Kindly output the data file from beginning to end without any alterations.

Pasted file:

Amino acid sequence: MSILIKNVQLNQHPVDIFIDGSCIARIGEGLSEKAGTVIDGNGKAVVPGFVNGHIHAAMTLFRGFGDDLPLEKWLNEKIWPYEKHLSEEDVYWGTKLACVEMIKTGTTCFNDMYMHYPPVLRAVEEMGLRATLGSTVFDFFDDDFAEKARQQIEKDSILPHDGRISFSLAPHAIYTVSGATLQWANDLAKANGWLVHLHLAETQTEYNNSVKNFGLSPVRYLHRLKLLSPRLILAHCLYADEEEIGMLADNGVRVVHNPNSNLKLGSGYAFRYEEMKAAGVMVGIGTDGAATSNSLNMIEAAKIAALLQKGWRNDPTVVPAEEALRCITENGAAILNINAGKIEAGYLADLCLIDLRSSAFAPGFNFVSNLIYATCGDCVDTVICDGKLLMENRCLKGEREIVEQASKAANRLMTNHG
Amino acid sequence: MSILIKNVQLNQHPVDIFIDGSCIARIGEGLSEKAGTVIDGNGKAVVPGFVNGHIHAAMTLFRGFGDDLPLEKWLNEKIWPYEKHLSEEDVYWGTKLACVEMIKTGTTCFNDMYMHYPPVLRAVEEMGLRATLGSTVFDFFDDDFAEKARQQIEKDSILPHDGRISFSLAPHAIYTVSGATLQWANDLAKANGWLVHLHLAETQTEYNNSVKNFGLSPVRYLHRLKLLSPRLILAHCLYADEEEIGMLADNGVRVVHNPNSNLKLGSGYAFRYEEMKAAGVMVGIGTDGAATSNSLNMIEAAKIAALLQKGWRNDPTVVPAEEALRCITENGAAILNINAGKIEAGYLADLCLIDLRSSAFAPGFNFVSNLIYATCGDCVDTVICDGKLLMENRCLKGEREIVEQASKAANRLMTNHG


Amino acid sequence: MSILIKNVQLNQHPVDIFIDGSCIARIGEGLSEKAGTVIDGNGKAVVPGFVNGHIHAAMTLFRGFGDDLPLEKWLNEKIWPYEKHLSEEDVYWGTKLACVEMIKTGTTCFNDMYMHYPPVLRAVEEMGLRATLGSTVFDFFDDDFAEKARQQIEKDSILPHDGRISFSLAPHAIYTVSGATLQWANDLAKANGWLVHLHLAETQTEYNNSVKNFGLSPVRYLHRLKLLSPRLILAHCLYADEEEIGMLADNGVRVVHNPNSNLKLGSGYAFRYEEMKAAGVMVGIGTDGAATSNSLNMIEAAKIAALLQKGWRNDPTVVPAEEALRCITENGAAILNINAGKIEAGYLADLCLIDLRSSAFAPGFNFVSNLIYATCGDCVDTVICDGKLLMENRCLKGEREIVEQASKAANRLMTNHG
Amino acid sequence: MSILIKNVQLNQHPVDIFIDGSCIARIGEGLSEKAGTVIDGNGKAVVPGFVNGHIHAAMTLFRGFGDDLPLEKWLNEKIWPYEKHLSEEDVYWGTKLACVEMIKTGTTCFNDMYMHYPPVLRAVEEMGLRATLGSTVFDFFDDDFAEKARQQIEKDSILPHDGRISFSLAPHAIYTVSGATLQWANDLAKANGWLVHLHLAETQTEYNNSVKNFGLSPVRYLHRLKLLSPRLILAHCLYADEEEIGMLADNGVRVVHNPNSNLKLGSGYAFRYEEMKAAGVMVGIGTDGAATSNSLNMIEAAKIAALLQKGWRNDPTVVPAEEALRCITENGAAILNINAGKIEAGYLADLCLIDLRSSAFAPGFNFVSNLIYATCGDCVDTVICDGKLLMENRCLKGEREIVEQASKAANRLMTNHG